So says WMATA’s chief of staff, Shiva Pant, in a letter denying my appeal of their October decision that blogs aren’t “news media.” I asked for reduced information request fees under the “Member of the News Media” and “Public Interest” sections of WMATA’s Public Access to Records Policy, or PARP. The PARP derives from the federal Freedom of Information Act (FOIA), and according to the letter, “WMATA interprets and applies the PARP consistent with federal FOIA law and practice.”
I request information from WMATA to write articles about their activities. Most of my articles come from their press releases, board and RAC meeting reports, and information posted on wmata.com. I also request information from staff contacts. More recently, WMATA staff have initially declined some of my requests, and directed me to use PARP. For example, I recently analyzed bus reliability data. I originally asked the press office, who directed me to the PARP office. This process can take months, and if the information requires extensive searching, can be expensive. Ordinarily, the person requesting the information must pay WMATA’s costs.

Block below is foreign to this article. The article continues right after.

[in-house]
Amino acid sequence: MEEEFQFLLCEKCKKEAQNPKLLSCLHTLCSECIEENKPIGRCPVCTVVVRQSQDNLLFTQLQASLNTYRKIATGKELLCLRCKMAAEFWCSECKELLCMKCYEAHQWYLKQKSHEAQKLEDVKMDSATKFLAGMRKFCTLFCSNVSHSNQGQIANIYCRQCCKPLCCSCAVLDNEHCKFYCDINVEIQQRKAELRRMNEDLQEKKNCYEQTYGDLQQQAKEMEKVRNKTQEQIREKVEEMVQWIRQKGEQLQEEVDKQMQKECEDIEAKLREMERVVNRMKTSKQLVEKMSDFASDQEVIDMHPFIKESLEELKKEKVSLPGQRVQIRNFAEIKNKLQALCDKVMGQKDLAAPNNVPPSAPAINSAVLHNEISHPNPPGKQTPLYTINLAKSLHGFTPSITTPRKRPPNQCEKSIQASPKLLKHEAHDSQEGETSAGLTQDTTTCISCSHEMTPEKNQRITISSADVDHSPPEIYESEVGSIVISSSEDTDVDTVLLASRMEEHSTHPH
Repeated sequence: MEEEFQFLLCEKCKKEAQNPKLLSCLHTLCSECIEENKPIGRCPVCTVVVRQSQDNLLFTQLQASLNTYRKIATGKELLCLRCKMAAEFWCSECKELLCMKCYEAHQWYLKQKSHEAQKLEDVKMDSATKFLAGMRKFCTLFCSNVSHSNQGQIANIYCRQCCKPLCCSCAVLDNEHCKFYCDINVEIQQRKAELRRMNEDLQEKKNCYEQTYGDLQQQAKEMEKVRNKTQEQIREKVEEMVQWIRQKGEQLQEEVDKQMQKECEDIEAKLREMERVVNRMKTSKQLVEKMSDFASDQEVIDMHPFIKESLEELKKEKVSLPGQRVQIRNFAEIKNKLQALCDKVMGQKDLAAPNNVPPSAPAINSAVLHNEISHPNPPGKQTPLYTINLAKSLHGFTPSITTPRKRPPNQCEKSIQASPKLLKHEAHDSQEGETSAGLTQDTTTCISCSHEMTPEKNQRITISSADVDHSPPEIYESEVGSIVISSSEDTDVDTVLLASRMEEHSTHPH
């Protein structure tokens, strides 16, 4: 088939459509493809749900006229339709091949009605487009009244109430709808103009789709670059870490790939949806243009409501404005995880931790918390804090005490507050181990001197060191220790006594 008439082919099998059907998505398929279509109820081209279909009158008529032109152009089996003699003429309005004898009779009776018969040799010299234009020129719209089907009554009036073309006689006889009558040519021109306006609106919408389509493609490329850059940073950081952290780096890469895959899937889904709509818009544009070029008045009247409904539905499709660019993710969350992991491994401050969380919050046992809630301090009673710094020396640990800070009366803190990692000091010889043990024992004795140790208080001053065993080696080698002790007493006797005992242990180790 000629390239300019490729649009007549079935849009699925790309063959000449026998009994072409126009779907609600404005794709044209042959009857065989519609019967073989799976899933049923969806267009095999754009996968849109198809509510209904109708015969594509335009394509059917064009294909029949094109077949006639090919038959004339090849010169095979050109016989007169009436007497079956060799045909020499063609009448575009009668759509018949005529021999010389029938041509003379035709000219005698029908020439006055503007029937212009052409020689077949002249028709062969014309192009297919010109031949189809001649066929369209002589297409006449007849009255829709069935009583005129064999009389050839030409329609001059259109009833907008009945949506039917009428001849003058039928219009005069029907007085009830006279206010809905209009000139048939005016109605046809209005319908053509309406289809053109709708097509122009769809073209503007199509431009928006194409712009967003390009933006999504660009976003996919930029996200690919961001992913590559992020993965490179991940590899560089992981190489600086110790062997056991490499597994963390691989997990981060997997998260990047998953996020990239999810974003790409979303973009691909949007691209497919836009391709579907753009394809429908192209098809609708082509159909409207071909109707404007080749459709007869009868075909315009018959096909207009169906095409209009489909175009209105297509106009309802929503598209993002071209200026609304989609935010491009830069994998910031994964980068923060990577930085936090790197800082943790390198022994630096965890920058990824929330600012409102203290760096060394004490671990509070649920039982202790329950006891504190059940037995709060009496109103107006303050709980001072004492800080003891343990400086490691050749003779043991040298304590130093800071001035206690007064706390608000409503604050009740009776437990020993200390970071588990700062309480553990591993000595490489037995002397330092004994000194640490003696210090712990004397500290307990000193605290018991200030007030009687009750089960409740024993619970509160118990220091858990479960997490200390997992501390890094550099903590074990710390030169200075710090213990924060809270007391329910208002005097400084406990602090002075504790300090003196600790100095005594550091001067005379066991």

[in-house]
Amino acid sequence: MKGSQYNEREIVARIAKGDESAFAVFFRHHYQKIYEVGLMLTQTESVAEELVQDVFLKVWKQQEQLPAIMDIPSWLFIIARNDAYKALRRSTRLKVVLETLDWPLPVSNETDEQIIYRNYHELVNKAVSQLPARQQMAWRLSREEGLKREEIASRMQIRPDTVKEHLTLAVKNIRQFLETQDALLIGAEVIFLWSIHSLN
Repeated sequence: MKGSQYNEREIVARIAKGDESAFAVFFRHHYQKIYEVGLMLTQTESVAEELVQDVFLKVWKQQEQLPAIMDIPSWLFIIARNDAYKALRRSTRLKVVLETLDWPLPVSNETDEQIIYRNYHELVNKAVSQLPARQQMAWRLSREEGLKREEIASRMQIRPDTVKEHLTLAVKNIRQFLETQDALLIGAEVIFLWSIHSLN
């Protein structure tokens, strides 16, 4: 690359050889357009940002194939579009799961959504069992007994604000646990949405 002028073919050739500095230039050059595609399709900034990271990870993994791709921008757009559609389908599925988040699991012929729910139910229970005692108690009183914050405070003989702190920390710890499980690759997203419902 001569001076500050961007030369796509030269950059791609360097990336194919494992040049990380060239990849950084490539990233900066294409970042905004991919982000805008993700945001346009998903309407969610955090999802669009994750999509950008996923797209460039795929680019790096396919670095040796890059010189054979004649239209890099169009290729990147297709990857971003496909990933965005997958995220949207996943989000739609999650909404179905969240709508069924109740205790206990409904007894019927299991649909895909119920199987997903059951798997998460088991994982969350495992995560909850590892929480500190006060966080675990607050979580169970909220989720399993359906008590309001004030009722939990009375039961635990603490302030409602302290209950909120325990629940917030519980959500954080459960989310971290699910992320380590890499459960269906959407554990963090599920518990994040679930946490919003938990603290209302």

Perkins based his argument on the Open Government Act of 2007, which established the criteria for using FOIA, “and thus PARP” as “any person or entity that gathers information of potential interest to a segment of the public, uses its editorial skills to turn the raw materials into a distinct work, and distributes that work to an audience.”
Perkins is an informative read, both at Infosnack and GGW, for people interested in transportation issues. But he’s also keen as hell, and WMATA is unknowingly setting itself up for a citizen-blogged headache by stonewalling him.